AML & CFT Myth busting with Fiona Hall – AML/CFT Compliance Lawyer

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We interviewed Fiona Hall, a lawyer who specialises in AML & CFT regulatory compliance, to learn about the biggest misconceptions around anti-money laundering and countering financing of terrorism processes that she hears from clients, to bust the myths, so you don’t make these most common mistakes!

The "it isn’t relevant to us" myths

  • "It doesn’t happen here'' – Businesses owners don’t like to think that money laundering or even potentially worse, terrorist financing, could be happening right under their nose, but the truth is anyone offering services or products that can be used to launder funds or support terrorist activity is susceptible to exploitation. It is incredibly important that reporting entities accept that it isn’t a case of it being everyone else in the sector except them. Your sector has been identified because there are genuine inherent risks associated with it. You need to understand those risks and consider them in the context of your business, before any measures you take to mitigate the risks.

  • "It’s all about drugs or gangs" - A lot of reporting entities link money laundering with obvious criminal activities, especially drug dealing, and overlook white collar crime such as embezzlement or tax evasion. However, in most cases, it isn’t individuals carrying bags of cash from a carpark drug deal and dumping it down in front of you. Money laundering and terrorism financing are often sophisticated operations and are commonly managed through businesses that pose as legitimate. Laundering proceeds from criminal offending of all kinds means placing and layering the money – and that generally happens through everyday activities.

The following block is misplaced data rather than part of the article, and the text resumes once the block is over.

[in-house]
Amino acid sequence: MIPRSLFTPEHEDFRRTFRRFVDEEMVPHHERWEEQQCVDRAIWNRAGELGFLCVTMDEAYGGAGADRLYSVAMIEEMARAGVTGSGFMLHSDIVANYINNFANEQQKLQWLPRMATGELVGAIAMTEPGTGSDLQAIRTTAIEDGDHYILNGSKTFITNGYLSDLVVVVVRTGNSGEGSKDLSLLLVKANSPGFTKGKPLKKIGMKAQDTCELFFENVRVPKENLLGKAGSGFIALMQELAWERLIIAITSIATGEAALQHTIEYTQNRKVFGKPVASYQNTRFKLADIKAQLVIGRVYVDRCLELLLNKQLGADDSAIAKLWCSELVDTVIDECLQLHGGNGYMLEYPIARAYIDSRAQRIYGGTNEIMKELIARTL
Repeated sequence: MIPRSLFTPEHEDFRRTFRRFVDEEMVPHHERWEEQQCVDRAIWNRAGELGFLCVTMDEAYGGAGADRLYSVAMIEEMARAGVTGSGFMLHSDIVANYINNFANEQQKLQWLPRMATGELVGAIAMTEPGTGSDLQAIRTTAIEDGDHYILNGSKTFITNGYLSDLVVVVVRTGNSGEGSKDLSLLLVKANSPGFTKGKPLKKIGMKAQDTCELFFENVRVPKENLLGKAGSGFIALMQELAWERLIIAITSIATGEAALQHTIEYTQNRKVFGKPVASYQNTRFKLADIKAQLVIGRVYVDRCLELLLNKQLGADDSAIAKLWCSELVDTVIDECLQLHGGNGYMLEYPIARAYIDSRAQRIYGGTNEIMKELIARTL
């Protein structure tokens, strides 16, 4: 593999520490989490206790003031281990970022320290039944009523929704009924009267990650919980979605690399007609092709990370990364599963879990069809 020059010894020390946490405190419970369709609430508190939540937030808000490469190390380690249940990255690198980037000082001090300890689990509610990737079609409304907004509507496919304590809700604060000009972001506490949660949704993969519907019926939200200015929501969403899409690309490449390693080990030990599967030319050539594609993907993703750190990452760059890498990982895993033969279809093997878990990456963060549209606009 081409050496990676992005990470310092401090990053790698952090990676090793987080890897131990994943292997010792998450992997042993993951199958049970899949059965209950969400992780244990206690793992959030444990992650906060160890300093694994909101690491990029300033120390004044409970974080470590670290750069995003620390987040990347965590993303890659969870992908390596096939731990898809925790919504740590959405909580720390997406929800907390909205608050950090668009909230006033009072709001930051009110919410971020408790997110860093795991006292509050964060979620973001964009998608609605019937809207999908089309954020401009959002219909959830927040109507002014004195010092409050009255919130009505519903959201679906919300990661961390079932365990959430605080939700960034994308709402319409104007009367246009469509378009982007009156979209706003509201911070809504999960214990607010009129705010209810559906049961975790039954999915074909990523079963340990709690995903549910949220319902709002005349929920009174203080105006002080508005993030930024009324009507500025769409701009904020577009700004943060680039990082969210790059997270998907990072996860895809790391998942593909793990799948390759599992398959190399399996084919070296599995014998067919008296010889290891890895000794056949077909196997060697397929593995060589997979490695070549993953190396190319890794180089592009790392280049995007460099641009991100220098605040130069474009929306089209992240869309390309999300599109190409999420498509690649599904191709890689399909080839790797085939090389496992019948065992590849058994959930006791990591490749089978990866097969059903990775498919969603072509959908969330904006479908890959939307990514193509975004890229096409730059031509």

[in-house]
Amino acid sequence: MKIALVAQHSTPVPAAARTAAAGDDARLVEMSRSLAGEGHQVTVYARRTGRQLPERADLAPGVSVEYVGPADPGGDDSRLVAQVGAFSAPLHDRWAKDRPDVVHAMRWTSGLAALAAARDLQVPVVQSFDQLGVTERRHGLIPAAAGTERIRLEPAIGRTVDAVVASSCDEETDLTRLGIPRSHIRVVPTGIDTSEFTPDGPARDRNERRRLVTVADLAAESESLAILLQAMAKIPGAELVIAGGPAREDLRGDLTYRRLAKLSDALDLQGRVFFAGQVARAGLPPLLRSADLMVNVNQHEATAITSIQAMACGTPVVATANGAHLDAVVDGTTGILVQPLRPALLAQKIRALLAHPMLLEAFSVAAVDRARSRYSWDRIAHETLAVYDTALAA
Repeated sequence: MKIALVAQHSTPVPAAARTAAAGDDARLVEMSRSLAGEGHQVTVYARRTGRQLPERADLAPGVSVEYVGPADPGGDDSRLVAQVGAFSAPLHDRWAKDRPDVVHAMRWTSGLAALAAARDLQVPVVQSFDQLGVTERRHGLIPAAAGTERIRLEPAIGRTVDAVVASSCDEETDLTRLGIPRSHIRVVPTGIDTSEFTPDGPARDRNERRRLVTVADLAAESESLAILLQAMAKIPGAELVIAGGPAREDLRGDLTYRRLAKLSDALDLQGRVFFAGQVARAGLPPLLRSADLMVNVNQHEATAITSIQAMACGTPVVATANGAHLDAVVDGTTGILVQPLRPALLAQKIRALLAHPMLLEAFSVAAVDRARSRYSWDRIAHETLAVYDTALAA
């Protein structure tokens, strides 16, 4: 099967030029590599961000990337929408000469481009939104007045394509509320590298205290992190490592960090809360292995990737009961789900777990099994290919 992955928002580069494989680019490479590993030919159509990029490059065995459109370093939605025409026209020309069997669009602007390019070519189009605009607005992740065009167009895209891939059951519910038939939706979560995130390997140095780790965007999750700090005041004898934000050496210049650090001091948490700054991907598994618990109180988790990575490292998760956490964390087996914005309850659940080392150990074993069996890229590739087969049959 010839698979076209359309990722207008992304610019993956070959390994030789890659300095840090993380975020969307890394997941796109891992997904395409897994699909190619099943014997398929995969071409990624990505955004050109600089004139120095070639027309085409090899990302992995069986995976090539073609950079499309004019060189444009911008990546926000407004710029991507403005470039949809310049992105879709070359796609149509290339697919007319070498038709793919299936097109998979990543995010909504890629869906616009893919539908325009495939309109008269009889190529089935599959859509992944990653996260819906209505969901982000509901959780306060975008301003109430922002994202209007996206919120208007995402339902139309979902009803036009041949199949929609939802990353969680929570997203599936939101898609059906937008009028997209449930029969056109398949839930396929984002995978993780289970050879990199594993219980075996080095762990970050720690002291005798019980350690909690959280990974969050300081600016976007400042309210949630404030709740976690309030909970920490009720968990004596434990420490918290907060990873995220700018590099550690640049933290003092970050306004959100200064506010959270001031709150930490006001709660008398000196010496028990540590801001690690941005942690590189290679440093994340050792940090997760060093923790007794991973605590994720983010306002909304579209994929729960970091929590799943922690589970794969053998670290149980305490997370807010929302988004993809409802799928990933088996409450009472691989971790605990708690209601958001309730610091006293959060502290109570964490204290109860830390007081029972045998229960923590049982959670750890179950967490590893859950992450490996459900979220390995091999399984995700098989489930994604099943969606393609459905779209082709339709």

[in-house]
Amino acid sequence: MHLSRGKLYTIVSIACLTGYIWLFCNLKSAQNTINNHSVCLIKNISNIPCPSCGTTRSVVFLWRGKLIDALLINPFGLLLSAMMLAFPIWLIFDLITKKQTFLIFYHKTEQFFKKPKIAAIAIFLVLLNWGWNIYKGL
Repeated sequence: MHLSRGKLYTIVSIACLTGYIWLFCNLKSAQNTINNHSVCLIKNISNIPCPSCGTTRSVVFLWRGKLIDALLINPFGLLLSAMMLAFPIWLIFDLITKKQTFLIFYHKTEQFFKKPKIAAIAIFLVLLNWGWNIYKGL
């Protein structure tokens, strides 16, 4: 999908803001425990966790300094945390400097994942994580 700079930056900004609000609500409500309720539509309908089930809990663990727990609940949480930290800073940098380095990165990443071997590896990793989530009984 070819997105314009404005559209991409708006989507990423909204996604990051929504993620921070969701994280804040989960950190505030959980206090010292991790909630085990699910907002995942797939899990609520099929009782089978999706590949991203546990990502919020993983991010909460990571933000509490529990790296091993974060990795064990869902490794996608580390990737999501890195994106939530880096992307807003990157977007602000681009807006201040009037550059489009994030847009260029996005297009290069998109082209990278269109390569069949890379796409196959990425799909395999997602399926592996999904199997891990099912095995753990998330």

• "We’ve known our customer for 10 years, we know them" – Just because you’ve built a loyal relationship with a customer for years, doesn’t mean you know everything about them or even enough about them to really know what risks they present. People undertaking illegal activity don’t generally advertise it. And more significantly, 10 years ago you likely didn’t turn your mind to the sort of questions you need to ask now to actually consider and assess customer risk from a money laundering and terrorism financing perspective.

  • "We are a low-risk reporting entity" – Often I find that reporting entities are desperate to assess their risk as low, I think because they believe acknowledging any significant risk is in some way a negative reflection on their business. Higher risk reporting entities are simply sectors that are more attractive to money launderers or terrorist financiers and offer services that can be used to hide the origin of money and mingle it with legitimate funds making it hard to trace. It is why the legal profession is rated medium-high risk, because they can provide an air of legitimacy to a transaction and when settling transactions through a trust account can – entirely unwittingly – facilitate anonymity and help obscure the origin of funds. It isn’t because a law firm is reckless in any way, it is simply that the services they offer have room for exploitation.

The Customer Due Diligence Myths

  • "Electronic identity verification is difficult and expensive" – Clients, especially smaller businesses, will often disregard electronic identity verification as cost prohibitive, but there are many instances where electronic identity verification is both cost efficient and the most effective way to complete identity verification for a business and its customers. Using a system that can be API integrated into standard operating systems can reduce some of the leg work and ensure that you apply consistent standards. Reporting entities need to really understand and explore options to find a best fit and factor in the value and cost of their time as part of that process.